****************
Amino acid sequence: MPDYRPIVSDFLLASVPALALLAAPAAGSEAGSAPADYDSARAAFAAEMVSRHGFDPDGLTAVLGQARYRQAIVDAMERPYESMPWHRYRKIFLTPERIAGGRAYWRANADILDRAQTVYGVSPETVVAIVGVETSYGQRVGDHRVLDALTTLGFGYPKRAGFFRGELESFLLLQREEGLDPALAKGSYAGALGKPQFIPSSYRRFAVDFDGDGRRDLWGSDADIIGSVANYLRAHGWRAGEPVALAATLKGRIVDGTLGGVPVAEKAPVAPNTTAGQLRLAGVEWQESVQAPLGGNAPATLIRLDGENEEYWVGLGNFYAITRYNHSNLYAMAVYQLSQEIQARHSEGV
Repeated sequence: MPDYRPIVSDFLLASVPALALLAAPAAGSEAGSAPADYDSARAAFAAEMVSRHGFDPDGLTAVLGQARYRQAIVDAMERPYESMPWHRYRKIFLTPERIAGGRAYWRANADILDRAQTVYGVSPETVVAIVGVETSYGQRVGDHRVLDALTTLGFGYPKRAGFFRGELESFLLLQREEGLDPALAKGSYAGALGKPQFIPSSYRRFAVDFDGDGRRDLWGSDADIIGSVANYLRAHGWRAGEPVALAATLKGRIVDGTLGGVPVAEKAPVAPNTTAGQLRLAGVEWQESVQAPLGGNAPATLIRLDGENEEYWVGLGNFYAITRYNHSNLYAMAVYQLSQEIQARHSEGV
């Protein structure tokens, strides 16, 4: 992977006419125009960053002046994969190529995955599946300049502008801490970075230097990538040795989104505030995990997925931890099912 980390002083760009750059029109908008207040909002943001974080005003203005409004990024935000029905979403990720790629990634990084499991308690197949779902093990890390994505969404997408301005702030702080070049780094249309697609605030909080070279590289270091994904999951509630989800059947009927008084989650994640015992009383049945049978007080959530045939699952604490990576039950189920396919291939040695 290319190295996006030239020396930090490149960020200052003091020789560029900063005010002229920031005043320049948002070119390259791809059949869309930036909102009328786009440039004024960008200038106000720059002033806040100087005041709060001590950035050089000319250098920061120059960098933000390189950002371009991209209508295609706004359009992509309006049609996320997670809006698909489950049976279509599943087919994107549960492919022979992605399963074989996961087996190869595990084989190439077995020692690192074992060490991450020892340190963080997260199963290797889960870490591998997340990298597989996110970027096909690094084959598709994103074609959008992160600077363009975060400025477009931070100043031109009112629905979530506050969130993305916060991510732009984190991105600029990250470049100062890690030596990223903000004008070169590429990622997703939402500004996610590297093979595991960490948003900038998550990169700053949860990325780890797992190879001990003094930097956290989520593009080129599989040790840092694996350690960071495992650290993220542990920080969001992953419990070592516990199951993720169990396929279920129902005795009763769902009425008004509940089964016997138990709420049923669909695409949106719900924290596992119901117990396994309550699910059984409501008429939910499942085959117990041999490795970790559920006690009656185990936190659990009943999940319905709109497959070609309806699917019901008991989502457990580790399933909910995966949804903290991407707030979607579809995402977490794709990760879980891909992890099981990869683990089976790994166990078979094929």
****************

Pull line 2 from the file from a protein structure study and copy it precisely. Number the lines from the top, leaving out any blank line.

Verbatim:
Repeated sequence: MPDYRPIVSDFLLASVPALALLAAPAAGSEAGSAPADYDSARAAFAAEMVSRHGFDPDGLTAVLGQARYRQAIVDAMERPYESMPWHRYRKIFLTPERIAGGRAYWRANADILDRAQTVYGVSPETVVAIVGVETSYGQRVGDHRVLDALTTLGFGYPKRAGFFRGELESFLLLQREEGLDPALAKGSYAGALGKPQFIPSSYRRFAVDFDGDGRRDLWGSDADIIGSVANYLRAHGWRAGEPVALAATLKGRIVDGTLGGVPVAEKAPVAPNTTAGQLRLAGVEWQESVQAPLGGNAPATLIRLDGENEEYWVGLGNFYAITRYNHSNLYAMAVYQLSQEIQARHSEGV